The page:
We now have to grant sufficient privileges to the user “drupal8” for the database “drupal” so that our Drupal installation can make the necessary changes to the database:
GRANT ALL PRIVILEGES ON drupal.* TO drupal8@localhost IDENTIFIED BY ‘password’;
Now let us refresh MySQL:
Let us exit the mysql command line. Type in:
Let us restart httpd before we proceed any further:
service httpd restart
Step 05: Installing Drupal 8
We can now download and install Drupal 8. The stablest version available at the time of writing this tutorial is alpha 13. So we will start from there. Make sure that you are in the root folder, and type in the following command:
We can now extract the compressed archive that we downloaded:
tar zxvf drupal-8.0-alpha13.tar.gz
We can now copy the extracted files to the document root on the server:
mv drupal-8.0-alpha13/* /var/www/html
We now have everything in place to start installing Drupal. However, before we proceed any further, we need to allow the Drupal installer to make some necessary changes to your file system. So we need to change the file system permissions temporarily for the process of installation:
chmod 777 /var/www/html/sites/default
During the installation, Drupal will store settings specific to your website into a file located in /var/www/html/sites/default/settings.php. However, Drupal 8 does not come with such a file by default. An example settings.php file is available at /var/www/html/sites/default named as default.settings.php. We can use a copy of that file as a temporary settings.php file for your website, where the installer can make modifications specific to your website. Use this command to copy it over:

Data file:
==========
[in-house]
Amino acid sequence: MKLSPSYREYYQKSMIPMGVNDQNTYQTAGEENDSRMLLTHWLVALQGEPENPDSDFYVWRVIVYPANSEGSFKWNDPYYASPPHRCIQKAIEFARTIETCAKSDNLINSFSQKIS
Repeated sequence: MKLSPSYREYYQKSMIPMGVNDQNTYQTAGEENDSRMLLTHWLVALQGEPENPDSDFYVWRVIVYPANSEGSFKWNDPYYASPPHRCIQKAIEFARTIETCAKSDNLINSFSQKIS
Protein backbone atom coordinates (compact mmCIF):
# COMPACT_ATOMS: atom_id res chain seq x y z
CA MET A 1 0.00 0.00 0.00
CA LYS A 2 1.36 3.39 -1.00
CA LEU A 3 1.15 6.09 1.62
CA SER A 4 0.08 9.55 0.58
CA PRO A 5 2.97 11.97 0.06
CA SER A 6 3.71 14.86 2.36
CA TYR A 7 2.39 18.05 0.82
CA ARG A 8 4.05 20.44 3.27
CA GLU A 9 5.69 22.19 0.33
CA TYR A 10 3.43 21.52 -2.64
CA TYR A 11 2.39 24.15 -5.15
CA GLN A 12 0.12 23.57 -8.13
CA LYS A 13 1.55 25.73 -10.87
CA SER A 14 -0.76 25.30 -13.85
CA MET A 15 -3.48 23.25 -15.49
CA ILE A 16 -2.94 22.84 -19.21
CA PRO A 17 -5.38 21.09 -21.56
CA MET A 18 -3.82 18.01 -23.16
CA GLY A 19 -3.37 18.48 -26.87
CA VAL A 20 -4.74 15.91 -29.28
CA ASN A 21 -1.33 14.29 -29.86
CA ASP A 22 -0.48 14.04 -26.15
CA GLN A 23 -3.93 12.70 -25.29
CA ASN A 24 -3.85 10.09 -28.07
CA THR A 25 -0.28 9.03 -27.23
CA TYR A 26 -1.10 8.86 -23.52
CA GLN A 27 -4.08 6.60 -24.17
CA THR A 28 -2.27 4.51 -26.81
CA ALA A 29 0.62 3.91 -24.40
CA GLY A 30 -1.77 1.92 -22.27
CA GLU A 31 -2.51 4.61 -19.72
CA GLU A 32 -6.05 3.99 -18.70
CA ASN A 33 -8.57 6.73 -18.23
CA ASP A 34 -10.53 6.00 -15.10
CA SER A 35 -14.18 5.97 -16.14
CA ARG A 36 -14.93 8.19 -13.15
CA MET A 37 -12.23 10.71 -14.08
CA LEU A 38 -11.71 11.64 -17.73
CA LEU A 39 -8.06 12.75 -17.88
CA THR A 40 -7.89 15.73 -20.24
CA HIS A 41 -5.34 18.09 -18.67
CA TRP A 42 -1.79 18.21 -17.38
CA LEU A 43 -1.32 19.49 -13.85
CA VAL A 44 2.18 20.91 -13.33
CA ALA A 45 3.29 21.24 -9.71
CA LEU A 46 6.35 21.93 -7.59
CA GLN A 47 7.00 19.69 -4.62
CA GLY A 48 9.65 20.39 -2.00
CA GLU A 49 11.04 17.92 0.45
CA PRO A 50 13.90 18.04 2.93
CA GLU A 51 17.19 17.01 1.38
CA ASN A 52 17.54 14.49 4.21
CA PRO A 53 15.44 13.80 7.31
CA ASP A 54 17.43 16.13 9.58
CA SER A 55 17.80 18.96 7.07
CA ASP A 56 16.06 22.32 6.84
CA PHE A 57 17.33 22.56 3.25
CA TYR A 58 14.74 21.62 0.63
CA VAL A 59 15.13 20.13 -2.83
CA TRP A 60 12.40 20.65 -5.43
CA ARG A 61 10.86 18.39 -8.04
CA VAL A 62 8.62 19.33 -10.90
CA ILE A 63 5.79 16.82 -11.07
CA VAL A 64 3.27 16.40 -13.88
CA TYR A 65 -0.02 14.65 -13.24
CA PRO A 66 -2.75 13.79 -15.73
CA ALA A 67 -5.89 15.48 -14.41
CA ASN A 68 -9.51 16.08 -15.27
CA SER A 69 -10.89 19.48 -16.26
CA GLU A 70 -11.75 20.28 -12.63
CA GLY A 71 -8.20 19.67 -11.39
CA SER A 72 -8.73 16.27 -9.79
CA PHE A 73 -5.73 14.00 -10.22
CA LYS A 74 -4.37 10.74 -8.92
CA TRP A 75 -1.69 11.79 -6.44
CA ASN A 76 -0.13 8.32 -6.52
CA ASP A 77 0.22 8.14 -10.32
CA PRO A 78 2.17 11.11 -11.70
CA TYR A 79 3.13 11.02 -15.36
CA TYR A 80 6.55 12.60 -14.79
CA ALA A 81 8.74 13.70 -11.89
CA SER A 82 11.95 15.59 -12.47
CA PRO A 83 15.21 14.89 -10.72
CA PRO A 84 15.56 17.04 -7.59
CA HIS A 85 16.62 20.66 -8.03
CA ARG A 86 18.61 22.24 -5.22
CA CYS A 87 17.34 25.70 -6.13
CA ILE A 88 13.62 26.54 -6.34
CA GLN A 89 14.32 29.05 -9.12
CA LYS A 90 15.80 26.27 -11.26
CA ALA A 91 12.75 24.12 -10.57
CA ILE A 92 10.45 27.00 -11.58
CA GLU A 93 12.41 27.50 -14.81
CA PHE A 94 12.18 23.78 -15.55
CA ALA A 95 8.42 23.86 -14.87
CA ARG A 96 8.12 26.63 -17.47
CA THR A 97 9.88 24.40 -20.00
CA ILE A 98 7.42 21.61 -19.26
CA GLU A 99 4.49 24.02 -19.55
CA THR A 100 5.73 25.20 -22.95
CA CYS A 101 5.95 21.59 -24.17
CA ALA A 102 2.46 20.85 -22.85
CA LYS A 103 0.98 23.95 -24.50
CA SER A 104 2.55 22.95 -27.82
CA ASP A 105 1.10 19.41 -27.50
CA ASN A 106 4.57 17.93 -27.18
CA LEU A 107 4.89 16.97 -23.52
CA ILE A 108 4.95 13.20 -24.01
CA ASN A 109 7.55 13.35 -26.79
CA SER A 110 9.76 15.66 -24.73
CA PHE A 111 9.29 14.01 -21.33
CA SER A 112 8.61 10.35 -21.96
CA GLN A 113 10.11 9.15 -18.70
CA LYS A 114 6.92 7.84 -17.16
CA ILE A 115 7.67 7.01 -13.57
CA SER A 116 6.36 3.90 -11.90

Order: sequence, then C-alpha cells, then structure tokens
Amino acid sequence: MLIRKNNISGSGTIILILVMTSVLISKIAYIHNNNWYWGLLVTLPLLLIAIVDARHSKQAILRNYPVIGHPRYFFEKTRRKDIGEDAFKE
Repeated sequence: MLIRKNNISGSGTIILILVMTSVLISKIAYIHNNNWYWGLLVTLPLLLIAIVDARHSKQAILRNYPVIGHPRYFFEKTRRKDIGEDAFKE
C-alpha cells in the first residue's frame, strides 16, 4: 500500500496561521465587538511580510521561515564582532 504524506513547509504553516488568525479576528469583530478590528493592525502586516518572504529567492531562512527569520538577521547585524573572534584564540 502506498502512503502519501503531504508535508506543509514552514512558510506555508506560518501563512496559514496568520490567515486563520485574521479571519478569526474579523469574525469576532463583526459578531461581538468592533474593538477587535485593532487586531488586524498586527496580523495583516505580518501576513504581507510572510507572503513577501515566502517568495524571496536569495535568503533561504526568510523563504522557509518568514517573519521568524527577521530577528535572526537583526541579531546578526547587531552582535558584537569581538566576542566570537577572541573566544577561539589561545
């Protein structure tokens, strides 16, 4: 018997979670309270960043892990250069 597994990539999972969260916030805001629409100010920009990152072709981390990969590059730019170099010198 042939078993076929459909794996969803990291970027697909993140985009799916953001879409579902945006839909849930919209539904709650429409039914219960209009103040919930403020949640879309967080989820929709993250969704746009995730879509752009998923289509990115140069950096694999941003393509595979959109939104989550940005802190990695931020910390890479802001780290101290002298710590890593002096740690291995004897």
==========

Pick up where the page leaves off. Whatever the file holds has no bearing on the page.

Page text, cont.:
cp /var/www/html/sites/default/default.settings.php /var/www/html/sites/default/settings.php
We can now give the installer permission to modify the file:
chmod 777 /var/www/html/sites/default/settings.php
We can now access the installer by pointing your browser to your server’s IP address or to your domain name. The installer will launch automatically. Here are the steps in the installer:
Language : you may choose English
Profile : Default profile is good enough for most people. If you are familiar with Drupal before, you may start from Minimal.
Verify requirements: If you followed all the steps mentioned above, there won’t be any problems with the requirements.
Database Configuration: We need to provide Drupal with information as to how to communicate with the database located on the server. We have created this information in step 04. In this specific example, the values are
Database name: Drupal
Database username: drupal8
Database password: password
Now you will see a message saying that Drupal is being installed, and you will be taken to the configuration page where you can configure your New Drupal 8 Website. On the configuration page, you will see a message asking you to take off the necessary permissions that you granted to the installer to edit your file system. This has to be done once you completed the whole installation of the website.
Type in the following commands after you completed your installation.
chmod 555 /var/www/html/sites/default
chmod 555 /var/www/html/sites/default/settings.php
If there is any step in this tutorial that you are not clear about, or you encountered any error, feel free to comment below and we will clear it out for you.